Evernote

The final piece of the puzzle that I use is the Evernote application -- again, available for traditional computing platforms, tablets, and phones. Evernote attempts to replicate Microsoft's OneNote to some extent, providing a mixed-use "notebook" where one can store anything from screen clippings to PDF notes exported from Noteshelf. I primarily use Evernote as a consolidation application, where I can combine handwritten notes from Noteshelf with other materials related to a particular project. Evernote also adds the benefit of being able to search in PDFs with handwriting when one ponies up for the paid version.

I routinely feel that I should be getting more out of Evernote. It would be ideal if I could take handwritten notes directly within the application, but until that happens, I find myself using it as more of an ancillary tool to the above applications rather than my primary note-taking platform.

The future?

The popularity of applications like Noteshelf seems to indicate that I'm not the only one who desires a connected, electronic notepad. Several companies have offered their take on this usage scenario, and everything from Windows 8-based tablets to the continued evolution of devices like the Samsung Galaxy Note hold some promise. Until then, the ubiquitous nature of the iPad offers great note sharing, archiving, and passable note taking.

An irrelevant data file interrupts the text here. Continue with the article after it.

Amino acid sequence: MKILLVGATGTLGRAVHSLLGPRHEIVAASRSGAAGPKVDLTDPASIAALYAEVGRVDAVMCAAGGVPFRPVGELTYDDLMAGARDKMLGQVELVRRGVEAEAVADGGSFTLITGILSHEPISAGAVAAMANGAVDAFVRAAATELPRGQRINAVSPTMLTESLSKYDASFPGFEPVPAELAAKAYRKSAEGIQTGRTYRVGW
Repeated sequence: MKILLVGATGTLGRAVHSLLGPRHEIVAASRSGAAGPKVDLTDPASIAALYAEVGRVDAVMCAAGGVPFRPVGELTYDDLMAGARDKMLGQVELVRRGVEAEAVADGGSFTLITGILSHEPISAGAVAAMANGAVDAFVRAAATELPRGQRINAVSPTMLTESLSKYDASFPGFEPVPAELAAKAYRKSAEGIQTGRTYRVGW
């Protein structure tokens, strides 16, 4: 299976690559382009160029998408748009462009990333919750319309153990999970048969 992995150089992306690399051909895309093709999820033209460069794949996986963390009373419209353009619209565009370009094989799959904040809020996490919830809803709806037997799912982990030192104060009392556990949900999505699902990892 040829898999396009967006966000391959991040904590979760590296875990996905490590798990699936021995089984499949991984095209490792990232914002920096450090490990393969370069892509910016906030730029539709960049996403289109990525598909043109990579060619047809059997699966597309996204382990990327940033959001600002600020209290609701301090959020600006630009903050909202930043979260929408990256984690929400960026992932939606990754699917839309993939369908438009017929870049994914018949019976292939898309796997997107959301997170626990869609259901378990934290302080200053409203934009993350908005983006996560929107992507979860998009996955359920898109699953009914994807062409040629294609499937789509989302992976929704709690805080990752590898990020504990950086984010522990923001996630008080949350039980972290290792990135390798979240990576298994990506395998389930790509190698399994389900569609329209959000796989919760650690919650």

About

Patrick Gray works for a global Fortune 500 consulting and IT services company and is the author of Breakthrough IT: Supercharging Organizational Value through Technology as well as the companion e-book The Breakthrough CIO's Companion. He has spent ...

9 comments
iTakeNotes_iPad
iTakeNotes_iPad

iTakeNotes has been released on the appstore recently: the principle is to formalize notes during the meeting and get a meeting report as soon as the meeting is over in pdf and in .txt if you want to review the format. They provide audio recording and camera so as not to lose any data during the meeting. The app exists in english and french and a spanish version is on its way, it is a very productive tool for those who spent desperate time formalizing their meeting notes.

Poloid
Poloid

My essential business app on iPad to organize my work and take minutes is Beesy . It helps me to organize my day with tasks, toDo list automatically generated. Very useful also in meetings to don’t miss a thing. You can add quickly and easily every tasks during meetings. You can also send your meeting report at the end by mail. I hightly recommend it